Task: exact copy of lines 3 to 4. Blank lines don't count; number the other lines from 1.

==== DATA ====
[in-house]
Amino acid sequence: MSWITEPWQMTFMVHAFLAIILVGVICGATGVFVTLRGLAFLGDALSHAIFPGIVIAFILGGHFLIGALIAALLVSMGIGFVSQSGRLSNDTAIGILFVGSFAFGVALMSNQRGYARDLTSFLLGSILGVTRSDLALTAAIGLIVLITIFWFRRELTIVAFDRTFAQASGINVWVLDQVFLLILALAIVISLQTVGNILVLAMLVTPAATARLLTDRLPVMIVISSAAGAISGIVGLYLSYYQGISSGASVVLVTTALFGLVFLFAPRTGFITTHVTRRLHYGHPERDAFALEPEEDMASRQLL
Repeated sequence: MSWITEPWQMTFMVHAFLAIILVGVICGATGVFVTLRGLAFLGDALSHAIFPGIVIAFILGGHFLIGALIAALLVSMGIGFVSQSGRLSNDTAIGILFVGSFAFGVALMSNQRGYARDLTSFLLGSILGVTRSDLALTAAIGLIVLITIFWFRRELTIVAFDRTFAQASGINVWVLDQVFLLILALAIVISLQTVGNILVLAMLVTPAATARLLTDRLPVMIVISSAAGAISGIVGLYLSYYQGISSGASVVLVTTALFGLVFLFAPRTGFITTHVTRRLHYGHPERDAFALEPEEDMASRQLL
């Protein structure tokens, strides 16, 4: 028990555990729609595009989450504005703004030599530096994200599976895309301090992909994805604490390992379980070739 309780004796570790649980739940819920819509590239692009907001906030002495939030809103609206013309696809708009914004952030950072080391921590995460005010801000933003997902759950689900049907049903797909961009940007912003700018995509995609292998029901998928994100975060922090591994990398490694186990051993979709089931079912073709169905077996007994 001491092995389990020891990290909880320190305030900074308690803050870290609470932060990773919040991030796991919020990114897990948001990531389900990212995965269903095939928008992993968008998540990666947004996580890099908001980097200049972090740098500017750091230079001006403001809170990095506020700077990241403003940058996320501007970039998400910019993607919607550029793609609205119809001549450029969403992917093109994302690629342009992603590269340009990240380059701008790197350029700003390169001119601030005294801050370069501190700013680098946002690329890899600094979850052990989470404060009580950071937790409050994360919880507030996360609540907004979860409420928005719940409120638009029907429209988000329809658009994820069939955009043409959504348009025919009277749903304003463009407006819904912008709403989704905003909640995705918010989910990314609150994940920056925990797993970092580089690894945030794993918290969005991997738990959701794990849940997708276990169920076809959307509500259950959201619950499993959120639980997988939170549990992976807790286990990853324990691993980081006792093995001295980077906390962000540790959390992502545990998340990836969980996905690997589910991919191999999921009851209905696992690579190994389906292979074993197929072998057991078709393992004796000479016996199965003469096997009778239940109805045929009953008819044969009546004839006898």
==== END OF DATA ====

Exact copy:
Repeated sequence: MSWITEPWQMTFMVHAFLAIILVGVICGATGVFVTLRGLAFLGDALSHAIFPGIVIAFILGGHFLIGALIAALLVSMGIGFVSQSGRLSNDTAIGILFVGSFAFGVALMSNQRGYARDLTSFLLGSILGVTRSDLALTAAIGLIVLITIFWFRRELTIVAFDRTFAQASGINVWVLDQVFLLILALAIVISLQTVGNILVLAMLVTPAATARLLTDRLPVMIVISSAAGAISGIVGLYLSYYQGISSGASVVLVTTALFGLVFLFAPRTGFITTHVTRRLHYGHPERDAFALEPEEDMASRQLL
């Protein structure tokens, strides 16, 4: 028990555990729609595009989450504005703004030599530096994200599976895309301090992909994805604490390992379980070739 309780004796570790649980739940819920819509590239692009907001906030002495939030809103609206013309696809708009914004952030950072080391921590995460005010801000933003997902759950689900049907049903797909961009940007912003700018995509995609292998029901998928994100975060922090591994990398490694186990051993979709089931079912073709169905077996007994 001491092995389990020891990290909880320190305030900074308690803050870290609470932060990773919040991030796991919020990114897990948001990531389900990212995965269903095939928008992993968008998540990666947004996580890099908001980097200049972090740098500017750091230079001006403001809170990095506020700077990241403003940058996320501007970039998400910019993607919607550029793609609205119809001549450029969403992917093109994302690629342009992603590269340009990240380059701008790197350029700003390169001119601030005294801050370069501190700013680098946002690329890899600094979850052990989470404060009580950071937790409050994360919880507030996360609540907004979860409420928005719940409120638009029907429209988000329809658009994820069939955009043409959504348009025919009277749903304003463009407006819904912008709403989704905003909640995705918010989910990314609150994940920056925990797993970092580089690894945030794993918290969005991997738990959701794990849940997708276990169920076809959307509500259950959201619950499993959120639980997988939170549990992976807790286990990853324990691993980081006792093995001295980077906390962000540790959390992502545990998340990836969980996905690997589910991919191999999921009851209905696992690579190994389906292979074993197929072998057991078709393992004796000479016996199965003469096997009778239940109805045929009953008819044969009546004839006898």